Can a Freelancers’ Union really help us?

In behavior, blogging, books, business, journalism, life, Media, news, urban life, war, work on March 24, 2013 at 4:33 pm
Freelancers Union Logo

Freelancers Union Logo (Photo credit: Wikipedia)

Interesting story in The New York Times about the Freelancers’ Union, a New York based group with 200,000 members:

SOON after landing a job at a Manhattan law firm nearly 20 years ago, Sara Horowitz was shocked to discover that it planned to treat her not as an employee, but as an independent contractor.

“I saw right away that something wasn’t kosher,” Ms. Horowitz recalls. Her status meant no health coverage, no pension plan, no paid vacation — nothing but a paycheck. She realized that she was part of a trend in which American employers relied increasingly on independent contractors, temporary workers, contract employees and freelancers to cut costs….

Ms. Horowitz’s grandfather was a vice president of the International Ladies’ Garment Workers’ Union, and her father was a labor lawyer. So it was perhaps not surprising that she responded to her rising outrage by deciding to organize a union…The Freelancers Union, with its oxymoronic name, is a motley collection of workers in the fast-evolving freelance economy — whether lawyers, software developers, graphic artists, accountants, consultants, nannies, writers, editors, Web site designers or sellers on Etsy.

I’m not a member of the FU (Hmmmm, nice abbreviation!), but I applaud her efforts.

Turns out that 87 percent of her members earn less than $50,000 — 29 percent of them make less than $25,000 a year.

God knows, freelancers/temps/contract workers need all the help we can get.

In the same edition of the Times, there’s a fascinating interview about the many powerful emotions we often feel at work. This one really resonated for me:

Certainty is a constant drive for the brain. We saw this with Hurricane Sandy. The feeling of uncertainty feels like pain, when you can’t predict when the lights will come back on and you’re holding multiple possible futures in your head. That turns out to be cognitively exhausting. And the more we can predict the future, the more rewarded we feel. The less we can predict the future, the more threatened we feel. As soon as any ambiguity arises in even a very simple activity, we get a threat response. So we are driven to create certainty.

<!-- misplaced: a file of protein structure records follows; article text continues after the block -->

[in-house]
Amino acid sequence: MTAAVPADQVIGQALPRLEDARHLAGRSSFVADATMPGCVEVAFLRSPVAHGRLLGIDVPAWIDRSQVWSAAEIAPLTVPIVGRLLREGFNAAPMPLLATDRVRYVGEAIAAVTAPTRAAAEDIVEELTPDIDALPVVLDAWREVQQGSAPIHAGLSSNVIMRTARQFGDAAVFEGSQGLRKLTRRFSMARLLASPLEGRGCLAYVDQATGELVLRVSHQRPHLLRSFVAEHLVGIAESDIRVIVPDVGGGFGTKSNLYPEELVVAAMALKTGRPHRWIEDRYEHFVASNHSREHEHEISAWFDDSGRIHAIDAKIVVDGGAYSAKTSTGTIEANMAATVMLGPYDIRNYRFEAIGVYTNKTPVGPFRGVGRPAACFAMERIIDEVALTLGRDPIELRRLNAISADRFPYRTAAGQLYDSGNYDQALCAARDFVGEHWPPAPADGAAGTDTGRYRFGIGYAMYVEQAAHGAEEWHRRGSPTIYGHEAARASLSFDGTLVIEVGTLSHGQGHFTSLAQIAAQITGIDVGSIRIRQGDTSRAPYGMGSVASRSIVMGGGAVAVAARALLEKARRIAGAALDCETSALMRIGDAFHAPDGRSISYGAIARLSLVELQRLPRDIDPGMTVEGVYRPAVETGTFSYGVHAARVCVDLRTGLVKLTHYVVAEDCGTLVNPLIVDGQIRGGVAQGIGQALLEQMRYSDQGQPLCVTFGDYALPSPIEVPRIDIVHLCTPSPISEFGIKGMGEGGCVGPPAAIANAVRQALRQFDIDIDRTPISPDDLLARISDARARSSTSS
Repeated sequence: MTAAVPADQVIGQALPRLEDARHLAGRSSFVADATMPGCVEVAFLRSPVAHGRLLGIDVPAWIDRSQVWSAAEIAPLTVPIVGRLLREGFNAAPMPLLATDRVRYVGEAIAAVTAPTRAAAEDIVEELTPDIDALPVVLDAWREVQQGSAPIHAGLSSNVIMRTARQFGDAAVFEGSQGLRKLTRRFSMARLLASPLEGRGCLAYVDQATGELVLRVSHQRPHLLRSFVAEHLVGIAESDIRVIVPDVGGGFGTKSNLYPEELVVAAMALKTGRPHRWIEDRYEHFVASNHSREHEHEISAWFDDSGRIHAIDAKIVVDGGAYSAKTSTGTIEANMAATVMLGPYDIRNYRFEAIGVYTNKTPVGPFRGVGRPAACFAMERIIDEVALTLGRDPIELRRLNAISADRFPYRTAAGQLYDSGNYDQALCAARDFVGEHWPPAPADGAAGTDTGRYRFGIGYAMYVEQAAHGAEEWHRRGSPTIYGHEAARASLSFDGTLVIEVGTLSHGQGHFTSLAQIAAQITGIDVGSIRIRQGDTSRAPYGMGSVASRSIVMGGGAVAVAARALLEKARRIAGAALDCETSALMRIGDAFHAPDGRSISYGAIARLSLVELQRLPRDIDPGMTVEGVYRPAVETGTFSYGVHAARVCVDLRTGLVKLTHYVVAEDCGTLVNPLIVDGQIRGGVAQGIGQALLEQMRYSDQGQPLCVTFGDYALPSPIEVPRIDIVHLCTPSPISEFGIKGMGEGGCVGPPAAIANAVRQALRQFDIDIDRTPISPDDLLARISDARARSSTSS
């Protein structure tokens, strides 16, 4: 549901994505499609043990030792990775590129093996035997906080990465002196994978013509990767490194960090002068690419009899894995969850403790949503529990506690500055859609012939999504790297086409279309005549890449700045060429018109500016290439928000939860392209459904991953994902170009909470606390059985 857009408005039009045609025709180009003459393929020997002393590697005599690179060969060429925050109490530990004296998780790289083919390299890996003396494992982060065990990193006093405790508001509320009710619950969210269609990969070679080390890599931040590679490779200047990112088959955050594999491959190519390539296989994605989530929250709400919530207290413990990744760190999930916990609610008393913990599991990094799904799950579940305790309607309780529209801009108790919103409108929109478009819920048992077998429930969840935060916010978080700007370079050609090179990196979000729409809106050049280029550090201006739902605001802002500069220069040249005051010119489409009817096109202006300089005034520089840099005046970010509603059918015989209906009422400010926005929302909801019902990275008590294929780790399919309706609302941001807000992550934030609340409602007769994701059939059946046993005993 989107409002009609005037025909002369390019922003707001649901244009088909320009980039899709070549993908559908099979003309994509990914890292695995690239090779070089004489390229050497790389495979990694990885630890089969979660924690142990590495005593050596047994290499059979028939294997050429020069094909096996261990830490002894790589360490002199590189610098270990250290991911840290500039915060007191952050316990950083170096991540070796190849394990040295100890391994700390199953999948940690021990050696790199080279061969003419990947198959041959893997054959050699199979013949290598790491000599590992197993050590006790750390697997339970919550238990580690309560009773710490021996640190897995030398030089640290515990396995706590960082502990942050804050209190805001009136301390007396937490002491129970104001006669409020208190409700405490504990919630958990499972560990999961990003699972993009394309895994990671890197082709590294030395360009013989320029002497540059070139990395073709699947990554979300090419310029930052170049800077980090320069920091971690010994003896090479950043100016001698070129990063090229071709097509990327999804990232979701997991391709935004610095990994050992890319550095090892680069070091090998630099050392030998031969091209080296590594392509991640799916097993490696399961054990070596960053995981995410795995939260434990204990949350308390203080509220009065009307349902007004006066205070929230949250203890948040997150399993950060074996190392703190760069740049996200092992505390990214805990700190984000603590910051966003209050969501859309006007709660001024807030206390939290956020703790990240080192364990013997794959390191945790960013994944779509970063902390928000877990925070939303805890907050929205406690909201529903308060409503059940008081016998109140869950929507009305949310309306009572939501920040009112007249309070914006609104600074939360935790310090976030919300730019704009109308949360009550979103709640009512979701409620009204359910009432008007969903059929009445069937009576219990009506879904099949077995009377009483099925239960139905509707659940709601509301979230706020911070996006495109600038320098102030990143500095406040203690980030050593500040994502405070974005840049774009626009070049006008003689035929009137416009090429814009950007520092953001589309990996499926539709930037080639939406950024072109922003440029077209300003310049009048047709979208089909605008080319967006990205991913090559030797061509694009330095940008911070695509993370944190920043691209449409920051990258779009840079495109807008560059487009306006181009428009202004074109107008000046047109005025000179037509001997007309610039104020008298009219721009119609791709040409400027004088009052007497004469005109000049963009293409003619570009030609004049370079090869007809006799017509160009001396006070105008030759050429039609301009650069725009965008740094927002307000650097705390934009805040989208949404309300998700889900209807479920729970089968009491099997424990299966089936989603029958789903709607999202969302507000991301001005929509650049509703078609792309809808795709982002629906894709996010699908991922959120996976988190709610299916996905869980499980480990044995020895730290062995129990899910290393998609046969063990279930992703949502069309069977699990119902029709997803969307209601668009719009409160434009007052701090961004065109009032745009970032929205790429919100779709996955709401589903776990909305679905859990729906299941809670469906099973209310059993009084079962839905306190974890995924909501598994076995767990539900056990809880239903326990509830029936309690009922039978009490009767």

I get up every day with no idea where my income is going to arrive from in three months from now. I usually work three months ahead — i.e. with enough income lined up to count on that my basic bills will get paid in that time and it buys me time to go line up the next batch. I live by the salesman’s motto: ABCAlways Be Closing.

Which means not just having coffee, sending emails, taking meetings or chatting to potential clients, but closing the deal — agreeing to a set fee, terms and deadline. Working retail, which I did for 27 months selling clothing in a mall, was extraordinarily helpful to me in this respect. I used to be too scared to ask for the sale. Not any more!

Now I’m much better at sussing out the tire-kickers and time-wasters.

Time Selector

Time Selector (Photo credit: Telstar Logistics)

Here are some of the many issues that face freelancers:

– How much will they pay me?

– Is this a lot less (or more) than that they are paying others at my level of skill and experience? (Networking and joining an industry-focused freelance group is essential to determine this.)

– Do I have a contract, and one with terms acceptable to me? If not, how much of it can I negotiate?

— When will I get paid? Some companies are playing truly nasty games — like 90 days after submission. Three months!? I work on 30 days, after which I start sending emails and phone calls.

–How many times will I need to sue in small claims court or hire a lawyer to write a threatening letter on my behalf? (Did it, it worked, from Kansas City to Vancouver.)

– How will I meet my monthly financial commitments when payment arrives late (or not at all?) A line of credit and low-interest credit cards, plus whatever savings you can scrape together.

– Who is the point person who will make sure, internally, that I do get paid? (Both my editors quit one company recently, leaving my payment much more vulnerable. Luckily, it did arrive and within six weeks.)

— When and how can I ask for a higher rate?

— What is the lowest fee I’ll accept, and why am I bottom-feeding?

– How soon can I fire this PITA client?

— Where can I find my next 5,10, 15 new clients?

—Which conferences, events and meetings are really worth investing my hard-won time and money in to meet collegial veterans and learn important new skills?

I grew up in a family where no one had a paycheck. My father made documentary and feature films and television news series. My stepmother wrote television drama. So whatever we earned was whatever our skill, talent and tough negotiation won for us.

Nothing was guaranteed. Just like “real” jobs — which you can (and many do) lose overnight with no warning at all.

I hate the stress of not knowing my annual income will be. I know what I hope to earn, but will I make it? The joy/terror of freelance work is that it’s all up to me.